Configurational bias Monte Carlo

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Configurational bias Monte Carlo is a Monte Carlo technique used in the simulation of flexible molecules, i.e. molecules that can adopt various configurations. For this reason the configurational bias Monte Carlo method has been widely applied to simulations of alkanes and polymers.

It is usual that many of the accessible configurations have a small probability and only a few ones are probable. In these cases, the simulation is more efficient if the probabilities of the different configurations are previously considered. With this end, the new position for a unit is randomly chosen between a discrete number of possibilities (the neighboring sites in lattice models or a randomly chosen set of positions in other cases), taking into account their Boltzmann probabilities. In the case of polymers, an entirely new part of a chain up to an end can be generated following a path of easily accessible positions. This introduces a bias which should be compensated by considering a weight factor for each new position chosen (or a product of these factors for a new chain). A similar weight corresponding to reconstructing the old configuration from the new one has also to be calculated. The probability ratios are corrected by introducing the ratio between the new and the old configurational weight factors.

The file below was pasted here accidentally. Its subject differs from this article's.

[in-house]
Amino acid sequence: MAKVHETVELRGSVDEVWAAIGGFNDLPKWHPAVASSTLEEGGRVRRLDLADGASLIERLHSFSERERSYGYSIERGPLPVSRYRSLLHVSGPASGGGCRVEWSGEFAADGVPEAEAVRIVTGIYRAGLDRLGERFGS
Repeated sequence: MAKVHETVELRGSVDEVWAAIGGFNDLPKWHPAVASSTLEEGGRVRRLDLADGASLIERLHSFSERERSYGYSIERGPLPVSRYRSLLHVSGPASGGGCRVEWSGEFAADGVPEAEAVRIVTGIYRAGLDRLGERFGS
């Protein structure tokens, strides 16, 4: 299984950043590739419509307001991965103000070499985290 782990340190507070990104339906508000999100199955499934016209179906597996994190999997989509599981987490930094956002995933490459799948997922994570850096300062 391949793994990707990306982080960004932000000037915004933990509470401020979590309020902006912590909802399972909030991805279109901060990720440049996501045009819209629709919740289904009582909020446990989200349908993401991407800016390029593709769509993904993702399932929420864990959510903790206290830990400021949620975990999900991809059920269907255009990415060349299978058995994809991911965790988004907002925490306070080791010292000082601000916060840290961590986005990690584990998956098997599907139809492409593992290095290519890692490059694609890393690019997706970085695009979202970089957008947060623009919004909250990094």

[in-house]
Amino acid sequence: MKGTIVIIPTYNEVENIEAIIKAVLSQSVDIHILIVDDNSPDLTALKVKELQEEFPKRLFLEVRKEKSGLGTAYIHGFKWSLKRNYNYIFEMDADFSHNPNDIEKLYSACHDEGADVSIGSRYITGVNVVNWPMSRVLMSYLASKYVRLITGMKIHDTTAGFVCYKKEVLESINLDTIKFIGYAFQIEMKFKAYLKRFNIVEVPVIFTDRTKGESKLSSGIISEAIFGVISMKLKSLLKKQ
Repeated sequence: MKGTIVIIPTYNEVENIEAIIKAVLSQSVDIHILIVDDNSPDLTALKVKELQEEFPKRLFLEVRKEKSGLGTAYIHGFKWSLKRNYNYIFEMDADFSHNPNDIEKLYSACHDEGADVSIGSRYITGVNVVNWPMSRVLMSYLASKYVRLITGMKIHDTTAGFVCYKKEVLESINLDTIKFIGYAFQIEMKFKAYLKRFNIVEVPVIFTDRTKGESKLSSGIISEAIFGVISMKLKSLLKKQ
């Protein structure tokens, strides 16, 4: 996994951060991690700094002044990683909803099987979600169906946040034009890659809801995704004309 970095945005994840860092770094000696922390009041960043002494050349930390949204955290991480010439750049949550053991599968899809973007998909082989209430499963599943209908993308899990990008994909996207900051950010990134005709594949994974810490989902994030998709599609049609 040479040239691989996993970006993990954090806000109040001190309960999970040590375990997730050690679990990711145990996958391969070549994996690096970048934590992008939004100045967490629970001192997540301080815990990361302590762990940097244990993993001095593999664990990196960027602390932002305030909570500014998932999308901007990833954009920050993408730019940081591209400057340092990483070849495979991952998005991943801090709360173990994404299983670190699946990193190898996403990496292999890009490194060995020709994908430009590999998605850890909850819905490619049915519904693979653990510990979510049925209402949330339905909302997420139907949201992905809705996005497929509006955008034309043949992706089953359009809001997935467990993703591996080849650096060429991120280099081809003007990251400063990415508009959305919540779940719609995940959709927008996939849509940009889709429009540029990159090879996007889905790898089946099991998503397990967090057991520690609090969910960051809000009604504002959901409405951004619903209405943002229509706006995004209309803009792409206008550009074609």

References[edit]

  1. Jonathan Harris and Stuart A. Rice "A lattice model of a supported monolayer of amphiphile molecules: Monte Carlo simulations", Journal of Chemical Physics 88 pp. 1298-1306 (1988)
  2. Jörn Ilja Siepmann and Daan Frenkel "Configurational bias Monte Carlo: a new sampling scheme for flexible chains", Molecular Physics 75 pp. 59-70 (1992)
  3. D. Frenkel, G. C. A. M. Mooij and B. Smit "Novel scheme to study structural and thermal properties of continuously deformable molecules", Journal of Physics: Condensed Matter 4 pp. 3053-3076 (1992)
  4. Juan J. de Pablo, Manuel Laso, and Ulrich W. Suter "Simulation of polyethylene above and below the melting point", Journal of Chemical Physics 96 pp. 2395- (1992)